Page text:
I think most of us would agree that Gandhi lived a brave life, but before I had framed that bravery in terms of constancy or perseverance. I thought of the determined way in which Gandhi lived what he believed to be right, unwavering in his march to human rights.
Inconsistency takes courage. It takes courage to admit that we need to leave something behind, or to float free in the world without anchoring ourselves in a religion, a philosophy, a political stance or a national identity. We cling to beliefs that served us in the past, even when they don’t serve us so well in the present. We hate to “eat our words,” so we stand by them even when they don’t resonate with truth anymore.
How brave, to let go of identity anchors and evolve. truth to truth.
May this day bring you freedom from anchors that weigh you down, courage to contradict your past self and inspiration to seek your new truth.
And, I’m curious: What’s on your top shelf, third book from the right, page 56?
“Don’t give up before the miracle happens.”
—Fannie Flagg in I Still Dream About You.
Hundreds of years from now, the children of our children’s children’s children’s children face a seemingly insurmountable challenge. To inspire themselves to succeed they look to wisdom from the past. They scan their retinas (because surely they’ll have Google Retina by then) for pithy, profound insights into the complexities of life.
Might they find inspiration from Rumi? Perhaps. Jesus? Also possible. Shakespeare, Einstein or Confucius might also be strong contenders. But they might also stumble upon some wisdom from another great wise man: Jim Carrey.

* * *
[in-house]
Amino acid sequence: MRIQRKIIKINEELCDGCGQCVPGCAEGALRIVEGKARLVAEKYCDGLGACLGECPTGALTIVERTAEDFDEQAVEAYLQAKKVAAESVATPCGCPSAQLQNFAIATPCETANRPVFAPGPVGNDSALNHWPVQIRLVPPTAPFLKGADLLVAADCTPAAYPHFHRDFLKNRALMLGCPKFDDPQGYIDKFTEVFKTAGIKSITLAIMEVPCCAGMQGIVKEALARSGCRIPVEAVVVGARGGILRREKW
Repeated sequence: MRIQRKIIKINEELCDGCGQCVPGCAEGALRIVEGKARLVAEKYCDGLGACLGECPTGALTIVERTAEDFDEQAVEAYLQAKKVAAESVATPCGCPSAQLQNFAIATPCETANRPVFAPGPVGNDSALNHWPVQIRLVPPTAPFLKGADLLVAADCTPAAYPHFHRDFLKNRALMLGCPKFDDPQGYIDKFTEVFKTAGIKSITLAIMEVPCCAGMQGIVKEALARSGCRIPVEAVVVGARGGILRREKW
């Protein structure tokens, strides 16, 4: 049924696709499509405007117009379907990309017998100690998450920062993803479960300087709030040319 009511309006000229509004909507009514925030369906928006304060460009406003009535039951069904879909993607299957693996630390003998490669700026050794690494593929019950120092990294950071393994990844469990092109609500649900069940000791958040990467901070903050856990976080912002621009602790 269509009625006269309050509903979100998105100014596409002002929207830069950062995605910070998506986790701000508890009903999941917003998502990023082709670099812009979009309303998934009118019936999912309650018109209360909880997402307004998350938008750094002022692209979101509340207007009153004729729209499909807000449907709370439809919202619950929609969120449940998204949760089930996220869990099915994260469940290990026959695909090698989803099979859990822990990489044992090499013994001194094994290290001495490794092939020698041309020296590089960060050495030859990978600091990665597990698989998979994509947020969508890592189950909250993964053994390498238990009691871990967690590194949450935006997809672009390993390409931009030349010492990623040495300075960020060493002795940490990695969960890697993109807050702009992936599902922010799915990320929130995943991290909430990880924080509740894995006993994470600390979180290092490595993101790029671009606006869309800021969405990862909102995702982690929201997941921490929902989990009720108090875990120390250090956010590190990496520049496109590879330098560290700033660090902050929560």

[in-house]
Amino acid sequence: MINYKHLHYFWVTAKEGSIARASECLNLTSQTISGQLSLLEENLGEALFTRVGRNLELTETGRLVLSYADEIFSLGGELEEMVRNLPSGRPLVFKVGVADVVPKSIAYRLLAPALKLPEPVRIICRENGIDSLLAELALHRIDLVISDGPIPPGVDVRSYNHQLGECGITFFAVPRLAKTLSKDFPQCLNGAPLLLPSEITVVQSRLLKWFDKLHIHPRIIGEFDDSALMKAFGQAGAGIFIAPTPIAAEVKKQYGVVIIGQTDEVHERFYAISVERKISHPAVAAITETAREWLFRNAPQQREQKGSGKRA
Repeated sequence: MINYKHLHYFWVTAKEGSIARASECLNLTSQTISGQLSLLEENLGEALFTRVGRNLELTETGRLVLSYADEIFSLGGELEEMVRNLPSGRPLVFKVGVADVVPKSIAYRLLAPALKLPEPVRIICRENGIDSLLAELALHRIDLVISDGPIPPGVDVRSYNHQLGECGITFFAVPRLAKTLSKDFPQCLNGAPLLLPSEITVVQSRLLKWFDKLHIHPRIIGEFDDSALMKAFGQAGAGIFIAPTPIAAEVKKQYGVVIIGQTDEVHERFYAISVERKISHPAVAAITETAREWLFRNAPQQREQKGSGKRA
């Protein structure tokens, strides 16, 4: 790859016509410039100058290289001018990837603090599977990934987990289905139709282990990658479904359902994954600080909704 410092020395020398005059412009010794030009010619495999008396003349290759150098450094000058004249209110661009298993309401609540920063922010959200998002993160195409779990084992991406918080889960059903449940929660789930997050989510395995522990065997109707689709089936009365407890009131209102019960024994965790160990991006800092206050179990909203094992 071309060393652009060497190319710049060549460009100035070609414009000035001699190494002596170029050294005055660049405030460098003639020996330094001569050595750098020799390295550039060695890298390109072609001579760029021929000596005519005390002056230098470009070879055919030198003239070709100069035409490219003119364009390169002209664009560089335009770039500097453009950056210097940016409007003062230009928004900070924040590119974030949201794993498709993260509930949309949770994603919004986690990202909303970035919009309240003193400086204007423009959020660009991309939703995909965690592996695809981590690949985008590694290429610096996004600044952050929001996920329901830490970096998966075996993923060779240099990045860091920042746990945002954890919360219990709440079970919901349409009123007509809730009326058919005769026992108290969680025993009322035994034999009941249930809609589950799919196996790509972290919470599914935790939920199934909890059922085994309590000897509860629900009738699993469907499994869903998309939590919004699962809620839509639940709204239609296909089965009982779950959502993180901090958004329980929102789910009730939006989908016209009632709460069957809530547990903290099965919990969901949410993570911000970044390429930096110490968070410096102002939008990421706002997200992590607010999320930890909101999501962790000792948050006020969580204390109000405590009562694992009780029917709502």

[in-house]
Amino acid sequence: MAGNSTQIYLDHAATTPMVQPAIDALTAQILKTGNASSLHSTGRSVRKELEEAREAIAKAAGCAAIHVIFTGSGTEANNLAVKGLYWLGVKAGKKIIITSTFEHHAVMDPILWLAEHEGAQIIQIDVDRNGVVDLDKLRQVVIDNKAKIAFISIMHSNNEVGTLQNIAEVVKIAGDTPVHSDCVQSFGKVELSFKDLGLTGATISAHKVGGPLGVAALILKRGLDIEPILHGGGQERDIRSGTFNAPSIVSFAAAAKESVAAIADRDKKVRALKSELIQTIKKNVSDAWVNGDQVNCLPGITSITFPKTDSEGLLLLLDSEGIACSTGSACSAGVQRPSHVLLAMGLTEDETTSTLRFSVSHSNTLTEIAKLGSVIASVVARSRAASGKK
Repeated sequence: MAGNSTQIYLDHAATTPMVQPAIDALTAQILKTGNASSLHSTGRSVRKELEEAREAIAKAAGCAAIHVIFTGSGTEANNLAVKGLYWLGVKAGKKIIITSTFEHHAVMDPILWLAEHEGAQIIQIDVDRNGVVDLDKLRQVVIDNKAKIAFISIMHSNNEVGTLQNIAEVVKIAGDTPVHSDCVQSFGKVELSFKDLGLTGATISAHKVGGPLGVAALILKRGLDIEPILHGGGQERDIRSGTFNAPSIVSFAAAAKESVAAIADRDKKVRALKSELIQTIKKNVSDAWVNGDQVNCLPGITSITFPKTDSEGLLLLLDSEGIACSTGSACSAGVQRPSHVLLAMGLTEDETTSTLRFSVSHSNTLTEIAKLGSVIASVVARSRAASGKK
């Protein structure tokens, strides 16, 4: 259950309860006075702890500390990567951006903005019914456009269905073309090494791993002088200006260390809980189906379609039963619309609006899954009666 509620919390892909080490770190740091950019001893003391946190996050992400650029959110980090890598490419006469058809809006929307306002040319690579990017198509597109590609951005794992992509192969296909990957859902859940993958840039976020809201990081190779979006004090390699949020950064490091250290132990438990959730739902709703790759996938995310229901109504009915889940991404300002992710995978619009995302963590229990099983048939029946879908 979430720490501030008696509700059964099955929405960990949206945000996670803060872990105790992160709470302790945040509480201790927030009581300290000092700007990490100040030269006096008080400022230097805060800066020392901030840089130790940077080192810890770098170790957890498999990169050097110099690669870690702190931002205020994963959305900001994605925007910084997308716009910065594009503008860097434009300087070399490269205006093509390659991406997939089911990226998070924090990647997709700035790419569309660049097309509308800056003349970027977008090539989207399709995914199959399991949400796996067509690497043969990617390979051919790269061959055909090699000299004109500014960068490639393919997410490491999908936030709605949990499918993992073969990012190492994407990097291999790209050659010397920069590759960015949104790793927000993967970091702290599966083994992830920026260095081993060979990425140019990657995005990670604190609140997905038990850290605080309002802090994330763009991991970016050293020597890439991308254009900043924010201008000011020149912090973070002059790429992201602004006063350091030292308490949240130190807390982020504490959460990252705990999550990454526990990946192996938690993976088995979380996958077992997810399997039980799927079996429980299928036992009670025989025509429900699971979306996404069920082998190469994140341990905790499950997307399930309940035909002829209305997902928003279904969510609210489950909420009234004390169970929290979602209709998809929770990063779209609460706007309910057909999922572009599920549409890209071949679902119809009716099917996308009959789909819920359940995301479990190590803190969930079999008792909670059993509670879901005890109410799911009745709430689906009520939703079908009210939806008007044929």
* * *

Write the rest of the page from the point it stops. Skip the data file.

Who would have thought, right? But Carrey nails it in a convocation speech at (of all places) the Maharishi University of Management. In less than a minute he alludes to one incident from his life that encapsulates these spiritual principles:
- Be here now
- Make your decisions based on love not fear
- Ask the universe for it and allow yourself to be surprised by the miracle
- You can fail at what you don’t want, so do what you love.
“. . . all there will ever be is what’s happening here, and the decisions we make in this moment which are based in either love or fear. So many of us choose our path out of fear disguised as practicality. What we really want seems impossibly out of reach and ridiculous to expect, so we never dare to ask the universe for it. I’m saying—I’m the proof—that you can ask the universe for it.“
He went on to say:
“My father could have been a great comedian, but he didn’t believe that was possible for him, and so he made a conservative choice. Instead, he got a safe job as an accountant, and when I was 12 years old, he was let go from that safe job and our family had to do whatever we could to survive. I learned many great lessons from my father, not the least of which was you can fail at what you don’t want, so you might as well take a chance at doing what you love.”